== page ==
Our plan to tour Schloss Niederweiden today, a little known former royal hunting palace (with an exceptional “wild kitchen” and the real reason for the visit) went Kaputt. Since we were just a few kilometers from Bratislava, we kept on driving. 
In some ways Bratislava feels like a weekend home, like the way the Czech Republic feels. The city has a few scruffy edges; and we know our way around to favorite stores and galleries. And the food, wherever we enjoy a meal, will be fabs.

 I recalled reading that Bratislava was hosting its Easter Market this weekend, so Tony and I wandered to the two known places in Stare Mesto for such events. Lo and behold, we found the tiny market along the boulevard near the National Theater.  Why even ask. Of course I fed my Easter egg addiction collection.

 This is one of the prettiest doors in Bratislava, at the Church of the Holy Savior. Usually there are people sitting on the stairs to muss up the photo.

Speaking of doors, I have been in search of this guide to the “new and cool” places in Bratislava, and finally found it!

“La Putika” was suggested as a place for a good selection of beers and whimsical French food. Not that we don’t love Slovak cuisine. Alas, the restaurant was closed.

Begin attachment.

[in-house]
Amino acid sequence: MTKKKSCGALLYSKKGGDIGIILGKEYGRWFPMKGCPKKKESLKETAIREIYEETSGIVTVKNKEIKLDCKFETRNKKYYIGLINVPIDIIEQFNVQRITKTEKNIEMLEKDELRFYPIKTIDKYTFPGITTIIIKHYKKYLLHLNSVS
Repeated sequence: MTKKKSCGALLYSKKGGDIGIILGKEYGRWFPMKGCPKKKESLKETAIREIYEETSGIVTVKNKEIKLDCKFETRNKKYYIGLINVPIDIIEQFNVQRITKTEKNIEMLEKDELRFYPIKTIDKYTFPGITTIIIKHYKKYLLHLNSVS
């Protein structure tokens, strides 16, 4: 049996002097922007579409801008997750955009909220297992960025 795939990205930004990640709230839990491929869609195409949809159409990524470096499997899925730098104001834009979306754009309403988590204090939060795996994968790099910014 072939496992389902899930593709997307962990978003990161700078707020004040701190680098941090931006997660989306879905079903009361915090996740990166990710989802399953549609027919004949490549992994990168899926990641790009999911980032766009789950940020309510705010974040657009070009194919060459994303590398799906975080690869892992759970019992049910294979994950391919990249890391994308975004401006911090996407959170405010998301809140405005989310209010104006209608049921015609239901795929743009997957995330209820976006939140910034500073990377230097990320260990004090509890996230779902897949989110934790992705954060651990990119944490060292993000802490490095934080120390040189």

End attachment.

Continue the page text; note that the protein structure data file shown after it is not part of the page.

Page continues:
No worries. We made do quite well with piping pans of Halušky, soft potato noodles baked with sheep cheese and topped with bacon in a small wine keller.  Lunch was fabs, and, Bratislava is never boring.

Babuschkas, Brides, and Bratislava’s Blue Church

Off to Bratislava we were on Saturday to help the good Slovak people celebrate their national crafts and to enjoy their regional cuisine. Anna Grace, home from three days of the electronics-free class retreat, opted to hang at home with Clayton Theodore and catch up on social media homework and laundry. She has assumed the title of The Teenager with great aplomb.

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Bratislava is for Everyone!

Another sunny chore-free weekend, another day trip in the MomMobile. One could almost get used to this lifestyle.
This past weekend Bratislava opened its palaces, museums, and archives for free to all those interested, to commemorate the historic privileges of self-government.